118 F3d 585 Pace Industries Inc v. National Labor Relations Board

118 F.3d 585

155 L.R.R.M. (BNA) 2705, 134 Lab.Cas. P 10,022

PACE INDUSTRIES, INC., doing business as Precision
Industries, Inc.; Pace Industries, Inc.; Pace Industries,
Inc., doing business as General Precision Tool & Die, Inc.,
Pace Industries, doing business as Automatic Castings, Inc.,
PACE INDUSTRIES, INC., doing business as Precision
Industries, Inc.; Pace Industries, Inc.; Pace Industries,
Inc., doing business as General Precision Tool & Die, Inc.,
Pace Industries, doing business as Automatic Castings, Inc.,

Nos. 96-1643, 96-1943.

United States Court of Appeals,
Eighth Circuit.

Submitted Dec. 11, 1996.
Decided July 1, 1997.
Rehearing and Suggestion for Rehearing En Banc Denied Sept. 8, 1997.

Myron Boe, Little Rock, AR, argued (Mark Alan Peoples, Little Rock, AR, on the brief), for Petitioners/Cross-Respondents.

Bruce E. Buchanan, Little Rock, AR, argued (Frederick L. Feinstein, General Counsel, Linda Sher, Associate General Counsel, Aileen A. Armstrong, Deputy Associate General Counsel, and Linda Dreeben, Supervisory Attorney, National Labor Relations Board, Washington, DC, on the brief), for Respondent/Cross-Petitioner.

Before WOLLMAN and MURPHY, Circuit Judges, and TUNHEIM,1 District Judge.

WOLLMAN, Circuit Judge.

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The National Labor Relations Board (Board) found that Precision Industries, Inc. (Precision)2, violated sections 8(a)(1), (3), and (5) of the National Labor Relations Act (the Act), 29 U.S.C. §§ 158(a)(1), (3), and (5). The Board found that Precision refused to hire employees formerly employed by its predecessor, Universal Die Casting, Inc. (Universal Die), because those employees were represented by the International Union, United Automobile, Aerospace and Agricultural Implement Workers of America (UAW) (the union); that Precision did so in order to avoid recognizing and bargaining with the union; and that Precision did in fact refuse to recognize and bargain with the union and unilaterally implemented changes in employment conditions. Precision petitions for review of the Board's decision and order, and the Board cross petitions for enforcement of its order. We deny the petition for review and grant enforcement of the order.



Pace Industries, Inc. (Pace), is an aluminum die casting company located in Harrison, Arkansas, and owned by James Keenan and Bob Gaddy. In 1988, Keenan and Gaddy sought to expand their business and, along with another Pace officer, Jim Alford, formed Precision. In October of 1988, Precision agreed to purchase two plants owned by Universal Die, one located in Little Rock and the other in Malvern, Arkansas. Universal Die-Malvern was unionized, while Universal Die-Little Rock was not.3 Gaddy testified that Precision was interested in Universal Die because Universal Die had been profitable, had a reputation for quality work, and would serve as a basis for future growth. At about the same time as the Universal Die acquisition, Gaddy and Keenan, along with three others, also purchased two other non-union die casting companies in Alabama. In January of 1990, Gaddy and Keenan purchased an additional non-union die casting company.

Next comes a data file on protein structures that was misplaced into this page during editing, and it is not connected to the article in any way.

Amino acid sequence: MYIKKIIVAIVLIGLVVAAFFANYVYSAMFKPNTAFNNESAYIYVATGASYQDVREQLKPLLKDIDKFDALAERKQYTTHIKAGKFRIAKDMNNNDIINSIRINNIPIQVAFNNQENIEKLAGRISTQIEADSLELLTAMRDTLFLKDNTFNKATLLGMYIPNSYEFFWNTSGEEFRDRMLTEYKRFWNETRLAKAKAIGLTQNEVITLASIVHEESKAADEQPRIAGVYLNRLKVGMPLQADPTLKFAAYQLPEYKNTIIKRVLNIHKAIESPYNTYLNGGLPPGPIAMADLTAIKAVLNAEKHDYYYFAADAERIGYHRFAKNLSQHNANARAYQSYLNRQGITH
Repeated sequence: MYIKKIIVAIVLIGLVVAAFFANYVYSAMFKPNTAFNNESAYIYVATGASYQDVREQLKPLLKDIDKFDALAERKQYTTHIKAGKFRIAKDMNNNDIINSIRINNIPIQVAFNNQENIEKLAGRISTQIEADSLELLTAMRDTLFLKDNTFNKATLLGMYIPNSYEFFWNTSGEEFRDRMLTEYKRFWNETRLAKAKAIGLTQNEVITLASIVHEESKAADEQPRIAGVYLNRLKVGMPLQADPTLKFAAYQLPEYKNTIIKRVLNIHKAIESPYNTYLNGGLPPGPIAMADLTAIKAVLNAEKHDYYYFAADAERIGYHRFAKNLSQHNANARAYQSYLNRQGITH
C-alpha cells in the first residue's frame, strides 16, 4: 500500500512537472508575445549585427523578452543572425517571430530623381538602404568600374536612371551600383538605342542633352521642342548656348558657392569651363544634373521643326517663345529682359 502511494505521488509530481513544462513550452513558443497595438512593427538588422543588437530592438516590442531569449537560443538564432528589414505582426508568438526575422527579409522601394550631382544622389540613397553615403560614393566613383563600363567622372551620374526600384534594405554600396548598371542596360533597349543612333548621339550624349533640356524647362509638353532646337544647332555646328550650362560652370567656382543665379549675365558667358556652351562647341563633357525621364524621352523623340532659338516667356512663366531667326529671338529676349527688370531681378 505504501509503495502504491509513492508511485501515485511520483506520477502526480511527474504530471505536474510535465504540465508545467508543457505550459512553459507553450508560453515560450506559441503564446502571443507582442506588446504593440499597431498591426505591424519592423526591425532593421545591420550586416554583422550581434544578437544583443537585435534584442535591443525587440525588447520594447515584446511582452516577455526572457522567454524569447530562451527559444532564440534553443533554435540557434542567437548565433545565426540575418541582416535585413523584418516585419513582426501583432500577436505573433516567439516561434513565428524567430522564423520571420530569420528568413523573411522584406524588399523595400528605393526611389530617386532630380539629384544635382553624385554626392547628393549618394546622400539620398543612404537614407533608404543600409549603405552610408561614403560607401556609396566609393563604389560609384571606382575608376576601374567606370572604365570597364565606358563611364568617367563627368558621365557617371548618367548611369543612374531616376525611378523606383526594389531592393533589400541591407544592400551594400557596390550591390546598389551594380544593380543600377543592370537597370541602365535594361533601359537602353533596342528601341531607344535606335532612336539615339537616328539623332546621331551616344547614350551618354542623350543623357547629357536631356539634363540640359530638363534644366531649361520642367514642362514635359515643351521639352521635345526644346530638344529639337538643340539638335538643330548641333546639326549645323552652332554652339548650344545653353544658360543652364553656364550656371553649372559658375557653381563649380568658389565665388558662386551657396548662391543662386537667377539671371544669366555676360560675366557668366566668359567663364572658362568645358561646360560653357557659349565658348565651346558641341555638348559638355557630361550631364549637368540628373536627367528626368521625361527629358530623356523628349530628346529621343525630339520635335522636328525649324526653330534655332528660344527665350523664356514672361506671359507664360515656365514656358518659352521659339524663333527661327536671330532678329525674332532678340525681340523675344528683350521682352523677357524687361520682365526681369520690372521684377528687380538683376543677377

During the week of October 10, 1988, Precision ran newspaper advertisements soliciting job applications from the general public for employment with Universal Die-Malvern. The employees at Universal Die-Malvern were informed that to secure continued employment they would have to submit applications. On October 14, 1988, Universal Die-Malvern ceased operations and discharged all of its employees. Universal Die-Malvern plant manager, Mike Nowak, continued in his position, as did the majority of all managerial and salaried employees. The Universal Die plant in Little Rock continued operations. Although its employees were required to complete an application, all but two or three of those employed before the purchase by Precision were rehired without any thorough review of the applications.


Precision implemented an elaborate hiring procedure at the Malvern plant, which cost between $75,000 and $100,000 to implement, caused an interruption in production, and resulted in a six to eight week hiring process, which Precision admitted jeopardized its commitments to its customers. Applicants were required to complete a nineteen-page application, which included an eight-page section requesting information such as the applicant's name, address, education, and work history. The application included a five-page medical questionnaire section, followed by a six-page short-answer essay section. Before former Universal Die employees' applications were considered, their personnel files were reviewed, with a notation being made concerning the employees' attendance records, disciplinary actions, and medical limitations.